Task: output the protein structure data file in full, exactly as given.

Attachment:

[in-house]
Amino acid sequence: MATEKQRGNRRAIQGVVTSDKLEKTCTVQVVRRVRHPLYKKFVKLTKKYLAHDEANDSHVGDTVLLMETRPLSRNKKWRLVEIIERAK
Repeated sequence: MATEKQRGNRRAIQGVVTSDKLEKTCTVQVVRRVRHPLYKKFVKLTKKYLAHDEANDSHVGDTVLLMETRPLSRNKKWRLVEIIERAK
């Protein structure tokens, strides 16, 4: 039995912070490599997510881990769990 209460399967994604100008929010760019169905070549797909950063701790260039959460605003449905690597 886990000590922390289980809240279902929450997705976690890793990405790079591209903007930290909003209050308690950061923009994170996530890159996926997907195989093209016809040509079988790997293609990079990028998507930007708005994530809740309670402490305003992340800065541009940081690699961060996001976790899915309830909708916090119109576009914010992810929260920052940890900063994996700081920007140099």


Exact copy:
[in-house]
Amino acid sequence: MATEKQRGNRRAIQGVVTSDKLEKTCTVQVVRRVRHPLYKKFVKLTKKYLAHDEANDSHVGDTVLLMETRPLSRNKKWRLVEIIERAK
Repeated sequence: MATEKQRGNRRAIQGVVTSDKLEKTCTVQVVRRVRHPLYKKFVKLTKKYLAHDEANDSHVGDTVLLMETRPLSRNKKWRLVEIIERAK
């Protein structure tokens, strides 16, 4: 039995912070490599997510881990769990 209460399967994604100008929010760019169905070549797909950063701790260039959460605003449905690597 886990000590922390289980809240279902929450997705976690890793990405790079591209903007930290909003209050308690950061923009994170996530890159996926997907195989093209016809040509079988790997293609990079990028998507930007708005994530809740309670402490305003992340800065541009940081690699961060996001976790899915309830909708916090119109576009914010992810929260920052940890900063994996700081920007140099």